The close similarities in the seasonal distribution of Sporozoite Rates (SR) and Entomological Inoculation Rates (EIR), as indicated by the results of this study, suggests that SR is a good indicator of the intensity of malaria transmission, especially, when data on human infection rates are not available. Though, the results of this study indicate that malaria transmission in North Central Nigeria is seasonal, with very high transmission likely to occur in the rainy season, aggressive malaria vector control interventions must be extended to the other seasons when, appreciable levels of malaria transmission are equally likely. Significantly lower SR, EIR and Parous Rates (PR) were recorded in the dry than the other seasons of the year. This finding agrees with those of Beier et al. (1990), who observed that the heaviest malaria transmission, in certain Kenyan villages, occurred towards the end of the rainy season and Faye et al. (1995), in Senegal, who recorded significantly lower Entomological Inoculation Rates in the dry than rainy season. However, the similarity in patterns of seasonal distribution of SR, EIR and Parous Rates (PR) obtained in this study, may not be unconnected with the fact these variables are greatly influenced by the age structure of the mosquito populations. Mosquitoes live longer in the rainy season as a result of the favourable humidity provided by rains and thus, are more likely to become infected during blood meals and hence, parous, as a result of ovipositional activities. The shortest duration of sporogony recorded in the dry season is due to the significantly higher temperature during the period. However, it could not reduce the duration of sporogony significantly because even the lowest temperature recorded in the rainy season (25.95±0.97°C) in Ilorin, was still within the optimal range for the development of malaria parasites.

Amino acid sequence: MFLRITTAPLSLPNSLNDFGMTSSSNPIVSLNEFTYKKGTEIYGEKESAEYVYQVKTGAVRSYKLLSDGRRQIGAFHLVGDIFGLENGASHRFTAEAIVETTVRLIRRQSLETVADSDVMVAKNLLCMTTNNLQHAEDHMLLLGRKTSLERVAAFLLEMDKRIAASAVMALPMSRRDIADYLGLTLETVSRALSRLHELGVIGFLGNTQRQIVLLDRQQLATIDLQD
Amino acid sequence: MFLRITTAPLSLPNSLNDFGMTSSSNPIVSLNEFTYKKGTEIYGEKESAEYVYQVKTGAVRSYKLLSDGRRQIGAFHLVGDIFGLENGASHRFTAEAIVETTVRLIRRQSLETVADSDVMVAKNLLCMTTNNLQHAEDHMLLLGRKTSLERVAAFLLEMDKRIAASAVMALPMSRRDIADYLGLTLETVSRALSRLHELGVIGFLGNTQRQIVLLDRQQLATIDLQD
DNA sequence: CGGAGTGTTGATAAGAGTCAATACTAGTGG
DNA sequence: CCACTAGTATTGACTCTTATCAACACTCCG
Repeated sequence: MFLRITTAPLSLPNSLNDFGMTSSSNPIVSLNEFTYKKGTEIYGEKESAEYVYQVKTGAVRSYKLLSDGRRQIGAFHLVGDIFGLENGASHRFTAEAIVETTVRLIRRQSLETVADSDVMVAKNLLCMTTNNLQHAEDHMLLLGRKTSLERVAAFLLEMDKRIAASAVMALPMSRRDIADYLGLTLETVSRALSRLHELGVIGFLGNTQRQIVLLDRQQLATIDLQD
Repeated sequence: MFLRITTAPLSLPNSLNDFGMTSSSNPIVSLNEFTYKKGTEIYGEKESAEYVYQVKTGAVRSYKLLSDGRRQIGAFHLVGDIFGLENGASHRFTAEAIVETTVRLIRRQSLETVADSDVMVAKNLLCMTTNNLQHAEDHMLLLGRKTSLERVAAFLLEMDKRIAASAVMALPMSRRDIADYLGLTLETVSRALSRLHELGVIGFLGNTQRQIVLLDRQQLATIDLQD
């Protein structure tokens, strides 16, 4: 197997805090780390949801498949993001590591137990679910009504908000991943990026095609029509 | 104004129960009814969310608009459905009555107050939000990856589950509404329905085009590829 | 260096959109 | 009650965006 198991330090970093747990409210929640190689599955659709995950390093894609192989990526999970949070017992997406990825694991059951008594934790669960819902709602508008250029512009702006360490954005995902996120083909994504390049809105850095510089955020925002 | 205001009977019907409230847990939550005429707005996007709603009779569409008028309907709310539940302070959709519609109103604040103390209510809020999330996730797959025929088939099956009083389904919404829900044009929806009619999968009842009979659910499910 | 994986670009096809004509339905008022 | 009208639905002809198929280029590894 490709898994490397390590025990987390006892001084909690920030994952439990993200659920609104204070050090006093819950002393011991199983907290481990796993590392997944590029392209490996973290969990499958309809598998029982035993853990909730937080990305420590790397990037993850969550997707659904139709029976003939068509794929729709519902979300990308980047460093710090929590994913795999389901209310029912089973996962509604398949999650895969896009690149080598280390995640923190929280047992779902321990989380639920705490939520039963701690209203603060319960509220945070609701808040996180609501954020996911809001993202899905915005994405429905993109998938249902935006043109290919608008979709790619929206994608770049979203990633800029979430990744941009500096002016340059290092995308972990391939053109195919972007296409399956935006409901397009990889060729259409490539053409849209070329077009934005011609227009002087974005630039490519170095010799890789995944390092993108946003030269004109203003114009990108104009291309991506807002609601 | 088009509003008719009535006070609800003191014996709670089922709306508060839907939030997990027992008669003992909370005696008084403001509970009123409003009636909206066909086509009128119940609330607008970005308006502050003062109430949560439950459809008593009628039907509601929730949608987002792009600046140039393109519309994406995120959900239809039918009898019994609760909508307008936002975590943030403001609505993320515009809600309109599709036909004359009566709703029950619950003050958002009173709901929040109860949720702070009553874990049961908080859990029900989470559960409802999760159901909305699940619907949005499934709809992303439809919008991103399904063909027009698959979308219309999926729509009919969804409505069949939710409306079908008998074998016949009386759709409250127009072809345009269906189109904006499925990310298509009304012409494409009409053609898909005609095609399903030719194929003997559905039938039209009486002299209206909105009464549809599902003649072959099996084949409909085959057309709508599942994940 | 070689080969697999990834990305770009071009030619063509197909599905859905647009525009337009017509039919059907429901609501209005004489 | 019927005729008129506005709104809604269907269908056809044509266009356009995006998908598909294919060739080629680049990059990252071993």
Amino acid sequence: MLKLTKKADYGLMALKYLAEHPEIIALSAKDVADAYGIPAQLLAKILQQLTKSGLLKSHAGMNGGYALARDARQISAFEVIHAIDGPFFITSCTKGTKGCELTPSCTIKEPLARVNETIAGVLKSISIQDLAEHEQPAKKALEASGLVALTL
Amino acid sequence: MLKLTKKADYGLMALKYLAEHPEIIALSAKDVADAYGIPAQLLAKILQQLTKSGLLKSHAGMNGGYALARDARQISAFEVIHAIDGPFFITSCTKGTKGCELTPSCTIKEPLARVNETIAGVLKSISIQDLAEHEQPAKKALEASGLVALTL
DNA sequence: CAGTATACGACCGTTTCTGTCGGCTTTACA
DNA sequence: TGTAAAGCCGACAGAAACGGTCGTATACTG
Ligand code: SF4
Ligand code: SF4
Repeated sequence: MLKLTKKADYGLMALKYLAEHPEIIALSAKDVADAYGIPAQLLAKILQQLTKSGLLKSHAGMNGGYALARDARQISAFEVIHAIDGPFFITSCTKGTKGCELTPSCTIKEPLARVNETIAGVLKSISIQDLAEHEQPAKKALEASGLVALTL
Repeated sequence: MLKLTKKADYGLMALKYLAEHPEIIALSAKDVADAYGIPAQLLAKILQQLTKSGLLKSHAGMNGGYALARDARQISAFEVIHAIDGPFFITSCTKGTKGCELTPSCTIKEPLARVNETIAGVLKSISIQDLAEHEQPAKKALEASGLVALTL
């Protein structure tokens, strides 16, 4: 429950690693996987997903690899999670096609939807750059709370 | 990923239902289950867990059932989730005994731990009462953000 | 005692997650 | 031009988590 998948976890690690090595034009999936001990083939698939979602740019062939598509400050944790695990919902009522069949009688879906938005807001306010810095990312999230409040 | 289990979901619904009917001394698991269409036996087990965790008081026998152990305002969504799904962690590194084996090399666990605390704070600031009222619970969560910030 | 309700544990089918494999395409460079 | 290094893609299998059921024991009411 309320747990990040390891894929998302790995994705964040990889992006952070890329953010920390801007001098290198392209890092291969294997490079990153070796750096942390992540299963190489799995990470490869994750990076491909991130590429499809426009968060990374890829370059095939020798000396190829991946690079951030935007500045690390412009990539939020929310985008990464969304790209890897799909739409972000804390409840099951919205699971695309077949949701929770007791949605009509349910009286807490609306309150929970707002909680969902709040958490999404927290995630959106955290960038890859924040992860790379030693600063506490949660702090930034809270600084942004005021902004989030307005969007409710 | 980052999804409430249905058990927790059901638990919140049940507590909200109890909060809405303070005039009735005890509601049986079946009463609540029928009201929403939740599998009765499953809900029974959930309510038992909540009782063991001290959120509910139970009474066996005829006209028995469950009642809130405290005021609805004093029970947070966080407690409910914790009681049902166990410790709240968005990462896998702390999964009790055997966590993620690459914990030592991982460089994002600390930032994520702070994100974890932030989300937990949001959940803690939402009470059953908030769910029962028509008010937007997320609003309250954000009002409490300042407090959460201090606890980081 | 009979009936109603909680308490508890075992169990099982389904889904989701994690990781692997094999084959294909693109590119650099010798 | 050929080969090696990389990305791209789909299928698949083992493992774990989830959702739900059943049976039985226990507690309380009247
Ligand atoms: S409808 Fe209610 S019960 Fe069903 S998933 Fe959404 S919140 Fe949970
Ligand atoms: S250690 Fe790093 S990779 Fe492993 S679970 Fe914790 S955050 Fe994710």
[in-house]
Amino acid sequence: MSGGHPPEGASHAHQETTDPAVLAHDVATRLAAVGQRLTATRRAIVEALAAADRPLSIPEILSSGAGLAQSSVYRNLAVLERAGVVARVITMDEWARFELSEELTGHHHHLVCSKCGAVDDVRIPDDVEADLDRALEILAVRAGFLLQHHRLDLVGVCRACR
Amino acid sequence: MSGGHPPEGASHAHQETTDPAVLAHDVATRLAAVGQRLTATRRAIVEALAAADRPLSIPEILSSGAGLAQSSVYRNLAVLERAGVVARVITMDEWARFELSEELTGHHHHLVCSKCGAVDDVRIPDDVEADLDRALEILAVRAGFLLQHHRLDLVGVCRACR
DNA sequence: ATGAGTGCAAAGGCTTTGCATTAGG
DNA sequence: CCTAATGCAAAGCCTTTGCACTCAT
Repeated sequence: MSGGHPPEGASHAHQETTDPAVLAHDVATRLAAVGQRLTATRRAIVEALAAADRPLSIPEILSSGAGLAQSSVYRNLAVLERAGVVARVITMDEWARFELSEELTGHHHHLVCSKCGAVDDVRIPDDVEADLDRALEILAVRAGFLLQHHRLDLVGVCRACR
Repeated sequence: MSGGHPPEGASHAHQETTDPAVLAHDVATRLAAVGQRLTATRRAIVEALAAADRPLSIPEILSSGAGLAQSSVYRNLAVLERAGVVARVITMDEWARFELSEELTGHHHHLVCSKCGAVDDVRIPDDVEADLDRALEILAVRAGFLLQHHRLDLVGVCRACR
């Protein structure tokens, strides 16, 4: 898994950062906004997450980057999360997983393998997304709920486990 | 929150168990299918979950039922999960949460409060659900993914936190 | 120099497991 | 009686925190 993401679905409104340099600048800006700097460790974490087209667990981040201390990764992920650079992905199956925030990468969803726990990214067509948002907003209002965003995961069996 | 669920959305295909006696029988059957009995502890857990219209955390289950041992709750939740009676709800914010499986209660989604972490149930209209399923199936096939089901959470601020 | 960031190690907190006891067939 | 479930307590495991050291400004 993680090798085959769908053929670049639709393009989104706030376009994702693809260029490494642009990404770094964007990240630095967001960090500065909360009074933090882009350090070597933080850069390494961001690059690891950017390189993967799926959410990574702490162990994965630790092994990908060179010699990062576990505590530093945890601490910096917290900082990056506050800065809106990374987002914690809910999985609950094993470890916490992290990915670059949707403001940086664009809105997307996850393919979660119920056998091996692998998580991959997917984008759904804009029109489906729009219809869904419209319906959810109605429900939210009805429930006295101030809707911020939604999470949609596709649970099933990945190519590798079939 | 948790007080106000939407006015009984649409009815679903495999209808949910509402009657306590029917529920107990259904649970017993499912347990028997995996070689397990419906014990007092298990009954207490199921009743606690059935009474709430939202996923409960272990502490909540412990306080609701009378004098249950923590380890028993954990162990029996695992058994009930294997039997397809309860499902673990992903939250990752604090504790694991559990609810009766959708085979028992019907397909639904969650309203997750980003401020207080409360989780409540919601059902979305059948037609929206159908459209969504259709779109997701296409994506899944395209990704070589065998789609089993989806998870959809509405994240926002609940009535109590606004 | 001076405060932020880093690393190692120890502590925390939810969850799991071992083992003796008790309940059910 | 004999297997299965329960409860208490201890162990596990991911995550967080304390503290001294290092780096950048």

Most of the larval habitats were particularly active in the rainy season thus, further explaining the preponderance of mosquitoes and highest EIR recorded during this period. This finding suggest that elimination or deactivation of these mosquito breeding sites, during the rainy season, will go a long way in reducing the population density of anopheline mosquitoes and hence, the intensity of malaria transmission during its naturally peak period. The reason for the more or less equal levels of mosquito production from certain habitats, i.e., swamps, wells and household containers, during the three seasonal periods, in North Central Nigeria, may not be far-fetched; for example, been large and constantly supplied with water from domestic sources, respectively, may mean the availability of the swamps and household containers for mosquito breeding purposes throughout the year (Minakawa et al., 2001, 2002, 2005). However, for the mosquitoes to have continued breeding equally well in the Swamps and Household Containers even in the rainy season, when small sunlit temporary ground pools are ubiquitous, buttress the fact that while Anopheles gambiae, the principal vector of malaria in sub-Saharan Africa, breeds preferentially in rain pools, other important anopheline vectors of malaria have adapted to breeding mostly in other unconventional larval habitats (Sattler et al., 2005; Balakrishnan et al., 2011), to avoid competition with the better adapted An. gambiae. Several studies in Africa, have reported An. funestus, An. nili, An. pharaoensis, etc, as breeding preferentially in such unconventional larval habitats. Thus, for maximum impact, anopheline larval control interventions must be selective and seasonally-targeted; while control efforts are directed particularly at refuse dump containers, ground rain pools and drains, in the rainy season, such efforts must be evenly spread in the swamps and household containers throughout the year. The Wells appear not to pose serious threat to human health regarding the transmission of malaria.